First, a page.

In cases of locally advanced cancers involving the junction between the hypopharynx and cervical oesophagus, the curative surgical treatment is total circular laryngo-pharyngectomy with resection of the upper cervical oesophagus, coupled with modified radical neck dissection. Techniques used to re-establish the continuity of the digestive tract have been pectoral transposition flap, gastric pull-up, jejunum or colon transposition and free pedicled fascial-cutaneous flap reconstruction. Prosthetic reconstruction was thought of and used only as a temporary solution. In our clinic, we adapted the Montgomery oesophageal prosthesis as more than just a temporary solution and used it in 63 patients operated from 2004 to 2014 with advanced (stages III and IV) cancer involving most of the hypopharynx or extending towards the upper cervical oesophagus. Following total circular laryngo-pharyngectomy with bilateral modified radical neck dissection, prosthetic reconstruction was performed using the Montgomery oesophageal tube. Patients were followed up on, and their status was monitored. Favourable results encouraged the authors to further develop a new active prosthesis, with advanced design and materials that better mimic the anatomy and physiology of the replaced segment. Prosthetic reconstruction of the upper digestive tract following radical oncologic surgery is a viable option, with advantages compared to other laborious plastic techniques. The new active model is under development, hopefully offering soon a safe and more cost-effective alternative to the other techniques.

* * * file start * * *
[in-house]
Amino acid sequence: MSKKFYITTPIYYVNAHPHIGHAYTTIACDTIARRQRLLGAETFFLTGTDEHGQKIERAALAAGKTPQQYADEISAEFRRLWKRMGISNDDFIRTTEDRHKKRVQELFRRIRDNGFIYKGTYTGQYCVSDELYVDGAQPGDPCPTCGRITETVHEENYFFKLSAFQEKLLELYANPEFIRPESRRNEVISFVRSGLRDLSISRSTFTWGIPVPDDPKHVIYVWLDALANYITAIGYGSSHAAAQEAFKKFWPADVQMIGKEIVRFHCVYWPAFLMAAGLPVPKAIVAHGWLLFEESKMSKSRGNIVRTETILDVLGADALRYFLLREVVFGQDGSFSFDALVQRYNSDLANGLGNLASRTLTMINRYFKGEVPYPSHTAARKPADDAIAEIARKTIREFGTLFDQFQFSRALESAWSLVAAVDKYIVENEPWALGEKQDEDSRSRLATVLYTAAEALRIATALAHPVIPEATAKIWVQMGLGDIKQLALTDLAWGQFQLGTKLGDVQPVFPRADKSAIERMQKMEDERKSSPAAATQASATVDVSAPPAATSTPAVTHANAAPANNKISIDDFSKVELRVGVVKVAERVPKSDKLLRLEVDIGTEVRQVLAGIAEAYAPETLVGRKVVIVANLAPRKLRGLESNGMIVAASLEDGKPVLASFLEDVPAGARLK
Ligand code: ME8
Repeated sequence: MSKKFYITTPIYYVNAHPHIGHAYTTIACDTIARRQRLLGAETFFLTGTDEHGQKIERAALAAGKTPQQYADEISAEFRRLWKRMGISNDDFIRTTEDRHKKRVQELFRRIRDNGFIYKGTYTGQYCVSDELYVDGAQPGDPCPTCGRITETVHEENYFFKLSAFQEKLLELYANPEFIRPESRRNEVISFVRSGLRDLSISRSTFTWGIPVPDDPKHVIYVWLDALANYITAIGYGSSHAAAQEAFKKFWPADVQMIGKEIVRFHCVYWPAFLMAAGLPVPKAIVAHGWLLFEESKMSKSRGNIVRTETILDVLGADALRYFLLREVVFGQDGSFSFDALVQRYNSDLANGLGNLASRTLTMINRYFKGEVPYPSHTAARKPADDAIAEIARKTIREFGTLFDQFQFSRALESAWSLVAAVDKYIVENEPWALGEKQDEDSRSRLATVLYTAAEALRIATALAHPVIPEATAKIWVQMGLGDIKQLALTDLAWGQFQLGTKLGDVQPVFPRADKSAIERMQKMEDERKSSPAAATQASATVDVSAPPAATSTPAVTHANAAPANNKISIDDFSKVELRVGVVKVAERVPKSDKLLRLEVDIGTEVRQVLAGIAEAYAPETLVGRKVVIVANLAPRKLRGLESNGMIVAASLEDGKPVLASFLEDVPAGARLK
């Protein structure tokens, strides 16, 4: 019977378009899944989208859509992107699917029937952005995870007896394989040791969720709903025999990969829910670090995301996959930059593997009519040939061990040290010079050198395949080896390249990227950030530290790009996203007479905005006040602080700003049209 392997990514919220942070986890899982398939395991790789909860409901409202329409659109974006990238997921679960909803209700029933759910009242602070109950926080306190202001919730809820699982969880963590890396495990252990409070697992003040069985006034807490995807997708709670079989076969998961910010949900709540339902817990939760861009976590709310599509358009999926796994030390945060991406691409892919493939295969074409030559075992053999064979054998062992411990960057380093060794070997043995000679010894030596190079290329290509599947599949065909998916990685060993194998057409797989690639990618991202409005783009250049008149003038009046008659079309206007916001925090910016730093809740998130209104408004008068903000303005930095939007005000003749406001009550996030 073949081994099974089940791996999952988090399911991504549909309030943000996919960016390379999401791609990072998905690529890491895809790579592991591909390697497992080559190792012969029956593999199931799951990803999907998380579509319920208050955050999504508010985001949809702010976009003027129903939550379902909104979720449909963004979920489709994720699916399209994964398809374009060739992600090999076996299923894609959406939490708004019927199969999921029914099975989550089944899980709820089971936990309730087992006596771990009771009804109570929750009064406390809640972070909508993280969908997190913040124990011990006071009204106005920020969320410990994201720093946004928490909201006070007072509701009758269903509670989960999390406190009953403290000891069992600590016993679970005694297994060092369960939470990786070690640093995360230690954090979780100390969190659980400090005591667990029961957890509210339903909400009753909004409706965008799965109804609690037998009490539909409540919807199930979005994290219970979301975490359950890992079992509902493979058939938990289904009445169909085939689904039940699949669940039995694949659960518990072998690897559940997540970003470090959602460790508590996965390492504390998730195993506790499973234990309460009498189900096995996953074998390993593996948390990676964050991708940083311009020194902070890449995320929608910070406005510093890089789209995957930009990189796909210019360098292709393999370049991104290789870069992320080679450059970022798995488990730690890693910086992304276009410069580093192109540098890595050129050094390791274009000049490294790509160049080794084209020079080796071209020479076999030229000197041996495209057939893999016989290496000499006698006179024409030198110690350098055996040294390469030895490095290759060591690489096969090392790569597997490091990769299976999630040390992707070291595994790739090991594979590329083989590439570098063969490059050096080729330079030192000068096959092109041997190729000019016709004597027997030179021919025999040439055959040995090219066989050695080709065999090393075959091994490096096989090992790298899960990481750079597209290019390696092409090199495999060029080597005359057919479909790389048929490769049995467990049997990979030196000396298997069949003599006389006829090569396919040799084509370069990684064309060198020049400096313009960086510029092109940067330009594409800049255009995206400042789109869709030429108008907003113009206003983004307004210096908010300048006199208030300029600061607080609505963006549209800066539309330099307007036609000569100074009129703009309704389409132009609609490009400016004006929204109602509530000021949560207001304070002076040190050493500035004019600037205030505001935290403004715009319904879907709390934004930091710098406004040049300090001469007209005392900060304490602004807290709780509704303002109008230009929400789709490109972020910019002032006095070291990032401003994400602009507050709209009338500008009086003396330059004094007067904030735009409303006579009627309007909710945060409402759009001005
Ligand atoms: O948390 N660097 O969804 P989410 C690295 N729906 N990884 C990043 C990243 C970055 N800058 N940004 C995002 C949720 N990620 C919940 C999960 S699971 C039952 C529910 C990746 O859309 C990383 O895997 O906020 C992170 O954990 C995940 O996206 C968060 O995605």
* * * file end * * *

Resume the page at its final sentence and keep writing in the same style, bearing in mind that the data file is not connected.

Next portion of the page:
Part of the book: Gastrointestinal Surgery
Head and neck malignancies represent the sixth most frequent type of cancer currently in worldwide statistics. Of these, oral and pharyngeal cancers have steadily increased, being linked with the increase in HPV infection pandemic. This rise is not due to one cause, but rather multiple factors such as lifestyle and sexual behavior pattern changes and globalization. Because of the anatomy of the oral cavity and oropharynx, the proper diagnosis is easily delayed, and patients present with advanced stage disease, which requires aggressive and extensive surgery along with neck dissection and chemoradiotherapy. Patients with advanced stage disease have a high recurrence risk with a low 5-year survival rate. Preventing the HPV infection is of course desirable, but right now, for adults which already are infected and have a higher risk of developing HPV-related neoplasias, as well as for our head and neck cancer patients, alternative treatment algorithms are necessary.
Part of the book: Human Papillomavirus